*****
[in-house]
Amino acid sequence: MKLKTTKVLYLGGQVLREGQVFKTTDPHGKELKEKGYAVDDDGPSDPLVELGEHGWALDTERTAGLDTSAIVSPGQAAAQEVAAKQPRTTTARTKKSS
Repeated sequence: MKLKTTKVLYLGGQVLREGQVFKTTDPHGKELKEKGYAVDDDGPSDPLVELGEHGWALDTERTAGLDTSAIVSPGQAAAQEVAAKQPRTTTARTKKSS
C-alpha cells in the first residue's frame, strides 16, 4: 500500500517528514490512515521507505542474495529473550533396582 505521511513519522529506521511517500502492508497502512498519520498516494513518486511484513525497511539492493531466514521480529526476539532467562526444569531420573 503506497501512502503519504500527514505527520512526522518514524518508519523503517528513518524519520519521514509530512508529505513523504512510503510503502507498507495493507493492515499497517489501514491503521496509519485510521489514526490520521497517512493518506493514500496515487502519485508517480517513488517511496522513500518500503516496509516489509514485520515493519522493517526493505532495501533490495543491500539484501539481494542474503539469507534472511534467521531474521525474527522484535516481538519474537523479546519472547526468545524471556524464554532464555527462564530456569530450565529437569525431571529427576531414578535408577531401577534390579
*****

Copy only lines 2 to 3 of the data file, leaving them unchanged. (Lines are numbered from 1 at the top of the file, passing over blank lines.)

Amino acid sequence: MKLKTTKVLYLGGQVLREGQVFKTTDPHGKELKEKGYAVDDDGPSDPLVELGEHGWALDTERTAGLDTSAIVSPGQAAAQEVAAKQPRTTTARTKKSS
Repeated sequence: MKLKTTKVLYLGGQVLREGQVFKTTDPHGKELKEKGYAVDDDGPSDPLVELGEHGWALDTERTAGLDTSAIVSPGQAAAQEVAAKQPRTTTARTKKSS